Several embodiments of the present invention are specifically illustrated and described herein. However, it will be appreciated that modifications and variations of the present invention are covered by the above teachings and within the purview of the appended claims without departing from the spirit and intended scope of the invention.

Patent Citations
Cited PatentFiling datePublication dateApplicantTitle
US5119290 *Jul 16, 1990Jun 2, 1992Sun Microsystems, Inc.Computer system
US5784707 *Apr 19, 1996Jul 21, 1998Sun Microsystems, Inc.Method and apparatus for managing virtual computer memory with multiple page sizes
US5873124 *Feb 6, 1997Feb 16, 1999Microsoft CorporationIn a computer system
US6006312 *Feb 27, 1995Dec 21, 1999Sun Microsystems, Inc.Cachability attributes of virtual addresses for optimizing performance of virtually and physically indexed caches in maintaining multiply aliased physical addresses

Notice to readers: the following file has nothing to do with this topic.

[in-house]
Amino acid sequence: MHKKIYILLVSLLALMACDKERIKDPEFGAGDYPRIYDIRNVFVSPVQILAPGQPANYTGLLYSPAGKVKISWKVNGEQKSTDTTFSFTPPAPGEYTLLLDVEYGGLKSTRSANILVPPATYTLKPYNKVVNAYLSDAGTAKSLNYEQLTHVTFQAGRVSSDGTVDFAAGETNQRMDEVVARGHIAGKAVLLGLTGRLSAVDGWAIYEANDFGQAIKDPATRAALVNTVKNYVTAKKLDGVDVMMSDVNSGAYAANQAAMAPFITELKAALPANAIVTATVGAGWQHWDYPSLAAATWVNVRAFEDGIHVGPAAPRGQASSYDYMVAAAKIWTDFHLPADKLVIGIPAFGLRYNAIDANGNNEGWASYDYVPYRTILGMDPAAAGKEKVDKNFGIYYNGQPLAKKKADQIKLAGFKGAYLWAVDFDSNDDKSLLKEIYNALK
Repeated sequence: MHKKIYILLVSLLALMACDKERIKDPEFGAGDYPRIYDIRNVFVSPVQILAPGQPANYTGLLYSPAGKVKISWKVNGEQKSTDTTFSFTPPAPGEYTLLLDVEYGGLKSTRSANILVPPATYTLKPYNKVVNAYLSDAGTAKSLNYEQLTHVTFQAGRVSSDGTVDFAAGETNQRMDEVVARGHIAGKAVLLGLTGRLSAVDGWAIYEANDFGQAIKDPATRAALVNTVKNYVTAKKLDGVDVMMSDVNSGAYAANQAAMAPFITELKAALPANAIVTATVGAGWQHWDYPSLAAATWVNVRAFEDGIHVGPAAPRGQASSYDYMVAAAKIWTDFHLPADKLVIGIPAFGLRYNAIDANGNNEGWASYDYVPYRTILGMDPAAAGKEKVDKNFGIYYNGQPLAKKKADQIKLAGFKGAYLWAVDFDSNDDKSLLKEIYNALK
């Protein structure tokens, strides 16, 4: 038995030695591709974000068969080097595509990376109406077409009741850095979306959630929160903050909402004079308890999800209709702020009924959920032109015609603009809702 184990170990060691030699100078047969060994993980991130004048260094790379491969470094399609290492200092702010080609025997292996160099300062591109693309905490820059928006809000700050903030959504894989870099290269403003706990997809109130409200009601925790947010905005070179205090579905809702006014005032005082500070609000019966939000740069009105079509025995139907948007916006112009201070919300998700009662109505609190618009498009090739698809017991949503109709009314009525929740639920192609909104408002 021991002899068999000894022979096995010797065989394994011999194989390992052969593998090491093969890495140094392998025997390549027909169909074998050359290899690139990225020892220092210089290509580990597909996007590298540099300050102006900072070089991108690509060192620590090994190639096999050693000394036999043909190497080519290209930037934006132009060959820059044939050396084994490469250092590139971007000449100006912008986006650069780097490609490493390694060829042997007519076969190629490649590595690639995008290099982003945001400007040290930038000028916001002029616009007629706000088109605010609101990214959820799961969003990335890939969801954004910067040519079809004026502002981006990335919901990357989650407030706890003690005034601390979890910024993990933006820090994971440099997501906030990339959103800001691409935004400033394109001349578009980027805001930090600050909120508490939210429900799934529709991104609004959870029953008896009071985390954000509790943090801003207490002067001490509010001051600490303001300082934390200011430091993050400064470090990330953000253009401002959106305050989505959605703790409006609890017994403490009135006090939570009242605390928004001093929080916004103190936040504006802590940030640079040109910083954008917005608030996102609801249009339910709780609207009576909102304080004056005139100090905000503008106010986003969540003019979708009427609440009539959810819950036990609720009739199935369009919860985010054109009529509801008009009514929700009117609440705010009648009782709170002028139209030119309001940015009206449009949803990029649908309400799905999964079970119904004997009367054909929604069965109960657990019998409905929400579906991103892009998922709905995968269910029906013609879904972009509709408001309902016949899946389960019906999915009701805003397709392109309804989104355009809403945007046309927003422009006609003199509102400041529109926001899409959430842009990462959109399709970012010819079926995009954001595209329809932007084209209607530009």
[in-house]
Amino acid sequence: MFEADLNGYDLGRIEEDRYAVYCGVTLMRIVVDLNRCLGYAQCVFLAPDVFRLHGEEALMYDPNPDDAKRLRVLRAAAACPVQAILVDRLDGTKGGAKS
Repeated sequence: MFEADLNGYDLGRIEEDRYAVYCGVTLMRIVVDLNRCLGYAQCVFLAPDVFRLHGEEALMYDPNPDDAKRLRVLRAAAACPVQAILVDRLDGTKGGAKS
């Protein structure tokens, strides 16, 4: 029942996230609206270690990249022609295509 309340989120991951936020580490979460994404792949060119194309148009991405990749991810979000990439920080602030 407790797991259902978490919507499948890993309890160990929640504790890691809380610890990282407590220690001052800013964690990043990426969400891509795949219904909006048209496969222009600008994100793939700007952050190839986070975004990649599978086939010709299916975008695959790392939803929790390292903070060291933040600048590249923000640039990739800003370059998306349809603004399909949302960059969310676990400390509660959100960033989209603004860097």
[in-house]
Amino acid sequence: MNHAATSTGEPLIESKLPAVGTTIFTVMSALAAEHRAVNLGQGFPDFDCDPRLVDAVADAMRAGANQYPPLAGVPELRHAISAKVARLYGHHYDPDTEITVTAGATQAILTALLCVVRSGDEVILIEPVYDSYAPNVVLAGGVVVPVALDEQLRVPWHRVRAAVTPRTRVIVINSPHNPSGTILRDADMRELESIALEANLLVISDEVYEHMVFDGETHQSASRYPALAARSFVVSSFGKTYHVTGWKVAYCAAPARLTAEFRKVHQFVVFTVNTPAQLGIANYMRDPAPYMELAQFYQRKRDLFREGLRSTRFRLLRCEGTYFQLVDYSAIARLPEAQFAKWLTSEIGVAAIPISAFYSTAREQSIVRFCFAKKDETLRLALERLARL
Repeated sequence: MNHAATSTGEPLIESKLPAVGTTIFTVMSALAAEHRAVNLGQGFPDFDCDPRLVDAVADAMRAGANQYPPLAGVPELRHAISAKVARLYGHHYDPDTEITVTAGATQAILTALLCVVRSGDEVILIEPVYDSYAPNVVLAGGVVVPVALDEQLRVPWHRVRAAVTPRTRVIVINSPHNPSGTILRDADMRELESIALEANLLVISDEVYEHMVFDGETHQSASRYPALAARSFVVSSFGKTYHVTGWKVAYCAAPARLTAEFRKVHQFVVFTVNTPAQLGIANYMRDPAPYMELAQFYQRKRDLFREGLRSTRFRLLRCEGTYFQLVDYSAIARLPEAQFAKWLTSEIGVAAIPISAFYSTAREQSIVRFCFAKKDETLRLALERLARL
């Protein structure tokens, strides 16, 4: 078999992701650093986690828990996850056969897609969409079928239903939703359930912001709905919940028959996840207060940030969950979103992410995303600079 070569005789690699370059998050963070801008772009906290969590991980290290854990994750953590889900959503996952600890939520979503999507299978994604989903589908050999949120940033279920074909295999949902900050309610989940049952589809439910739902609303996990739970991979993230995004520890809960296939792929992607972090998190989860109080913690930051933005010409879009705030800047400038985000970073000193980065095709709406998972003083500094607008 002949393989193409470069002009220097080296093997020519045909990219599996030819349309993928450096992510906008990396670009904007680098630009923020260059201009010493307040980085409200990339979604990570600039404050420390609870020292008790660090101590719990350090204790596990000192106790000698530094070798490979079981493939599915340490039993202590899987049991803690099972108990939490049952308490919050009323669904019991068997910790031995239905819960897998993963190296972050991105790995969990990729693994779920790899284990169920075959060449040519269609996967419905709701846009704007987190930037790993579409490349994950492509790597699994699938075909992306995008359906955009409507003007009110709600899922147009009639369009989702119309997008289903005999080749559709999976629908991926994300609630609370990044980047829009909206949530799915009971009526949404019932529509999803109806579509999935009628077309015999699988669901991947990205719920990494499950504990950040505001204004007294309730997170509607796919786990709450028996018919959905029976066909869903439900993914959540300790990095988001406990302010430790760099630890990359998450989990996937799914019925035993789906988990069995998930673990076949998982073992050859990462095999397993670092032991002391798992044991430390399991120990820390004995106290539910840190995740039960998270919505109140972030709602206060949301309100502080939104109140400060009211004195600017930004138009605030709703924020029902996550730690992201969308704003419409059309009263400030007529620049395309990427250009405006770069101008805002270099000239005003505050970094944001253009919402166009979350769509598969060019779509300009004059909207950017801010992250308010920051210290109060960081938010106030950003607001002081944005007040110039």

US6553460 *Oct 1, 1999Apr 22, 2003Hitachi, Ltd.Microprocessor having improved memory management unit and cache memory
US20040117590 *Dec 12, 2002Jun 17, 2004International Business Machines Corp.Aliasing support for a data processing system having no system memory
Non-Patent Citations
Reference
1IBM Technical Disclosure Bulletin, vol. 32, No. 4A, Sep. 1989, pp. 217-222, Means for Updating and Searching Sparse Tables.
2IBM Technical Disclosure Bulletin, vol. 32, No. 9B, Feb. 1990, pp. 14-15, Method for Finite State Table Compaction.
Referenced by
Citing PatentFiling datePublication dateApplicantTitle